ARMENIA TREE PROJECT
65 Main Street
Watertown, MA 02472
Tel: (866) 965-TREE (toll-free)
Email: [email protected]
July 30, 2008
Armenia Tree Project Inaugurates Mirak Family Reforestation Nursery in Lori
— Special Program Welcomes Visit by Robert Mirak and St. James Armenian
MARGAHOVIT, Armenia–Armenia Tree Project (ATP) officially inaugurated its
Mirak Family Reforestation Nursery in Margahovit, during a visit by Dr.
Robert Mirak who is the program’s primary benefactor. Dr. Mirak visited the
nursery on July 17 with his sister Muriel Mirak-Weissbach and a group of
Armenian-Americans from the St. James Armenian Apostolic Church of
Watertown, led by Rev. Fr. Arakel Aljalian.
The site of ATP’s large-scale reforestation nursery was blessed by Rev.
Aljalian, and opening remarks were given by ATP Yerevan Director Mher
Sadoyan and ATP Deputy Director Jason Sohigian. "A few years ago, the Mirak
Family contacted ATP looking for a new project to support. I remember
visiting with Dr. Mirak and his daughters Jennifer and Julia, when our
executive director described our goal of establishing our own reforestation
nursery here in northern Armenia, which was hardest hit by deforestation
after independence," recounted Sohigian.
"This nursery has allowed ATP to expand its capacity in reforestation, and
this program has served as a launching pad for our partnership with Yale
University’s school of forestry. Experts from Yale have worked here in the
local forests with Armenian volunteers and professionals to help us prepare
a sustainable forestry manual which will instruct local residents on how to
both use and also protect the resources provided by our forests for use by
future generations," he added.
The event was attended by Margahovit Mayor Seyran Ananyan, as well as the
mayors of Aygut and Aghavnavank, where ATP is working with the local
communities to implement reforestation programs. The 15-acre nursery was
established in 2005 with the support of the John Mirak Foundation, which
also funded a significant portion of its operational costs for five years.
This nursery has the capacity to produce one million tree seedlings per
year, which has greatly expanded ATP’s reforestation programs in northern
Dr. Mirak and his sister Muriel cut a ribbon for a memorial stone at the
site, which is dedicated to the memory of their parents John and Artemis
Mirak who were survivors of the Armenian Genocide from Arapkir. "As a true
Armenian, my father had special love for trees. For that reason he planted
four trees in his backyard garden and named them after his four children. He
nurtured those seedlings with so much love, and his trees gave a bountiful
harvest of fruit," recounted Dr. Mirak. "Besides the trees, my father was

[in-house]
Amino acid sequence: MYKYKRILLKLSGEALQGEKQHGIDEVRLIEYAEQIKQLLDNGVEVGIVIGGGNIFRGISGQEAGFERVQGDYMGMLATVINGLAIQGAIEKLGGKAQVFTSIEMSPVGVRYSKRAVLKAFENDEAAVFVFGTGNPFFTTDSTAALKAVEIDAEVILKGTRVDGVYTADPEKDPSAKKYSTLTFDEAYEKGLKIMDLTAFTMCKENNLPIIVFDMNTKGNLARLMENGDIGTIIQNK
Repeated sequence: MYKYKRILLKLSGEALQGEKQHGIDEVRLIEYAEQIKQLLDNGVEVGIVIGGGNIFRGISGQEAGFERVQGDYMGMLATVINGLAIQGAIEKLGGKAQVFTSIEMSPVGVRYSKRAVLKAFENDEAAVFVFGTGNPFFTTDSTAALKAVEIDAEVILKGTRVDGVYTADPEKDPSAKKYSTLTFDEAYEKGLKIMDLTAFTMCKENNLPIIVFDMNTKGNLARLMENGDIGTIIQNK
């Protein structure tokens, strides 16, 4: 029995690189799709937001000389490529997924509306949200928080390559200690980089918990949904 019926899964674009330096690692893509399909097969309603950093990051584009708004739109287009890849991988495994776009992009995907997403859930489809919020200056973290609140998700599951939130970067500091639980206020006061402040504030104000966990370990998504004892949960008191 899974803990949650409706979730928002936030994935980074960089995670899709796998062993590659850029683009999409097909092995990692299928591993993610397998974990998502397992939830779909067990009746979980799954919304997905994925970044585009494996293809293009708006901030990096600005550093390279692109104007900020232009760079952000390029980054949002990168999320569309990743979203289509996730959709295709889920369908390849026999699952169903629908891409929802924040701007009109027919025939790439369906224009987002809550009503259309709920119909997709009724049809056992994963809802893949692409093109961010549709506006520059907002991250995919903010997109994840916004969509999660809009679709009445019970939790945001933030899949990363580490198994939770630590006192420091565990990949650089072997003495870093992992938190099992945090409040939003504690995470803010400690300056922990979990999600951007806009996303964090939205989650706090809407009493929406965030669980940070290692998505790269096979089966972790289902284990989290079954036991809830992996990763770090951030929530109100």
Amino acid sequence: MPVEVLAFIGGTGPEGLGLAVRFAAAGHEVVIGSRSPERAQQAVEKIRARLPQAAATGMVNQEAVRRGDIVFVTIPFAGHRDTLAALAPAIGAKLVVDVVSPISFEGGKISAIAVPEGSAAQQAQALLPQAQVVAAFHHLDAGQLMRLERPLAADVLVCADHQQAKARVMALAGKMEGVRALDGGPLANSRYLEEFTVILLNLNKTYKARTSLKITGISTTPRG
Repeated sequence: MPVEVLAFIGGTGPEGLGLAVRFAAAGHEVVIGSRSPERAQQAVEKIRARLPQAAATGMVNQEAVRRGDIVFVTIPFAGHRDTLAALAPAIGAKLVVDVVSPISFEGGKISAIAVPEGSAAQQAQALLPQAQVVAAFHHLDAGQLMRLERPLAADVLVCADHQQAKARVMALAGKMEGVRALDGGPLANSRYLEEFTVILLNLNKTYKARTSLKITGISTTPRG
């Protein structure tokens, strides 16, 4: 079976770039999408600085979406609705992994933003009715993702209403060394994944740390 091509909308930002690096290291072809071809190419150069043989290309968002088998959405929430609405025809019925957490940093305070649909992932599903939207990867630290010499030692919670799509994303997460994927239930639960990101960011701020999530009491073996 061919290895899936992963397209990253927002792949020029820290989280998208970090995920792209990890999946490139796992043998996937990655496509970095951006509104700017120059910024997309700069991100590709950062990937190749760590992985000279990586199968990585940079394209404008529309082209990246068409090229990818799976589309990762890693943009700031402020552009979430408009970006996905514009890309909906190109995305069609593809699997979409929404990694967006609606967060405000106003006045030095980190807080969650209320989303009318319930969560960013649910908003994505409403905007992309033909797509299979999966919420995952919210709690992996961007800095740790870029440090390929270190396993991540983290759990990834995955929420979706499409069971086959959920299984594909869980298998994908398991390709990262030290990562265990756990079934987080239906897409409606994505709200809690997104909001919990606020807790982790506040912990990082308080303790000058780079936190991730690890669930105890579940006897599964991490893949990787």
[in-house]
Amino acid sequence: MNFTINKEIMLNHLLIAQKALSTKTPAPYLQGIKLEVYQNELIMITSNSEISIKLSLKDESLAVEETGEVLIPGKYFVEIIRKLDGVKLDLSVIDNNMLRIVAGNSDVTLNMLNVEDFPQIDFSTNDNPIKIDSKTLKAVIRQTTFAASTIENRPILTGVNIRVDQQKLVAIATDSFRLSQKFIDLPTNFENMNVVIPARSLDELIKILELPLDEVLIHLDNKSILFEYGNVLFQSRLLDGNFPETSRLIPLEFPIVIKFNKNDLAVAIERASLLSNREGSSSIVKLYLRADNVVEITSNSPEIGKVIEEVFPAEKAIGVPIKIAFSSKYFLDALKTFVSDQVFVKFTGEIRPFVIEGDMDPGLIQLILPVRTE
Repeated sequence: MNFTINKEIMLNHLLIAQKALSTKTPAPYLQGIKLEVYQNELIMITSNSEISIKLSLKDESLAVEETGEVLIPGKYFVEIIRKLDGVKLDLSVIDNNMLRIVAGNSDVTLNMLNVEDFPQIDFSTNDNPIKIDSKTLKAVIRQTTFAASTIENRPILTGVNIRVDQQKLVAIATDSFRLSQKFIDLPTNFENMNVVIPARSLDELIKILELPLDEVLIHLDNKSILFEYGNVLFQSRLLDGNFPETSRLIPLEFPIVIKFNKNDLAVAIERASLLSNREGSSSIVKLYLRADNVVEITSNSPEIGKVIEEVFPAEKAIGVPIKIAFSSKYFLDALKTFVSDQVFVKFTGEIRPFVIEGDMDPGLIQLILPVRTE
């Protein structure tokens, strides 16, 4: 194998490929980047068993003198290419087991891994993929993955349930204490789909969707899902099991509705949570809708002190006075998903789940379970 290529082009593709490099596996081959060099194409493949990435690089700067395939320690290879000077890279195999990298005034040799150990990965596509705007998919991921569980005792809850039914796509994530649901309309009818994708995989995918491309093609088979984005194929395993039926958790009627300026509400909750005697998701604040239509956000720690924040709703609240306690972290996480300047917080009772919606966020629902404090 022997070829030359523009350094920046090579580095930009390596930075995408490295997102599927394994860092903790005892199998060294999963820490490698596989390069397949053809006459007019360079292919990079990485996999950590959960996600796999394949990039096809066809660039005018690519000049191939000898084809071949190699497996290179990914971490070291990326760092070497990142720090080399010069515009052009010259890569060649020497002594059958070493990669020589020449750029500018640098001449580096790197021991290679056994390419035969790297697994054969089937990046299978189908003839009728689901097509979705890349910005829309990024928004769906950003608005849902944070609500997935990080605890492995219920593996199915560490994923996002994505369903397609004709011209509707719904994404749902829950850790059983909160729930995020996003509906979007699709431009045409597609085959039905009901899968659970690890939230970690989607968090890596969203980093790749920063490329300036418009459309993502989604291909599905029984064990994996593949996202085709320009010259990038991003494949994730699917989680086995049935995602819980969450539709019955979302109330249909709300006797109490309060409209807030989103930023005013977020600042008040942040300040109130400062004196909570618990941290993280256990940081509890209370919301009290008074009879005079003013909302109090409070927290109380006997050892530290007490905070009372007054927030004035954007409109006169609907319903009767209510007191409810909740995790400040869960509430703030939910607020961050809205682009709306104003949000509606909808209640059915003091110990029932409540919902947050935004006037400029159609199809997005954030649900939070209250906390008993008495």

happy when he was in the mountains, surrounded with nature."
"My parents never returned to their homeland, but they always wanted to see
their beautiful native-land. I am sorry they are not here today to see this
marvelous nursery, because it combines everything that they loved so
much-the mountains, trees, and programs in Armenia," continued Dr. Mirak in
his remarks. "I know that they are happy now, as this program is sustainable
and prosperous. Our family hopes this nursery will flourish and that Armenia
will flourish too for thousands and thousands of years."
After the program, ATP staff led the guests on tours of the nursery, which
currently contains over 500,000 seedlings of pine, maple, oak, ash, and
other indigenous trees that will be planted in the surrounding hillsides in
the coming months and years.
While the guests enjoyed a luncheon of locally grown vegetables and fruits,
a group of schoolchildren from the village performed a skit about the
importance of trees and their biological functions as part of the
interconnected natural world. The group participated in ATP’s environmental
education program in Margahovit, which was implemented through the
leadership of a local teacher using ATP’s "Plant an Idea, Plant a Tree"
In the 1930s, John Mirak established the Arlington Center Garage and Service
Corporation. With the involvement of sons Robert, Charles, and Edward, and
now members of the third generation of the family, the businesses have
expanded to include Mirak Chevrolet/Hyundai, Mirak Properties, and Mirak
Leasing. The Mirak Family has contributed to a number of other charitable
and education institutions, including Arlington’s hospital, libraries, and
the preservation of historic structures, and the Armenian Cultural
Foundation in Arlington, MA.
Since 1994, Armenia Tree Project has planted and restored more than
2,000,000 trees and created hundreds of jobs for impoverished Armenians in
tree-regeneration programs. The organization’s three tiered initiatives are
tree planting, community development to reduce poverty and promote
self-sufficiency, and environmental education to protect Armenia’s precious
natural resources. For additional information, visit the web site
(Mirak Family Dedication.jpg) Dr. Robert Mirak and his sister Muriel
Mirak-Weissbach (center) cut the ribbon to inaugurate Armenia Tree Project’s
Mirak Family Reforestation Nursery in the village of Margahovit; the Miraks
visited the site with a group from the St. James Armenian Apostolic Church
of Watertown led by Rev. Fr. Arakel Aljalian (right)
(Mirak Family Nursery.jpg) Dr. Robert Mirak (second from right) is pictured
at the Armenia Tree Project Mirak Family Reforestation Nursery in Margahovit
with Rev. Fr. Arakel Aljalian, Michael Weissbach, Muriel Mirak-Weissbach,
and ATP Yerevan Director Mher Sadoyan; the nursery was inaugurated in memory
of John and Artemis Mirak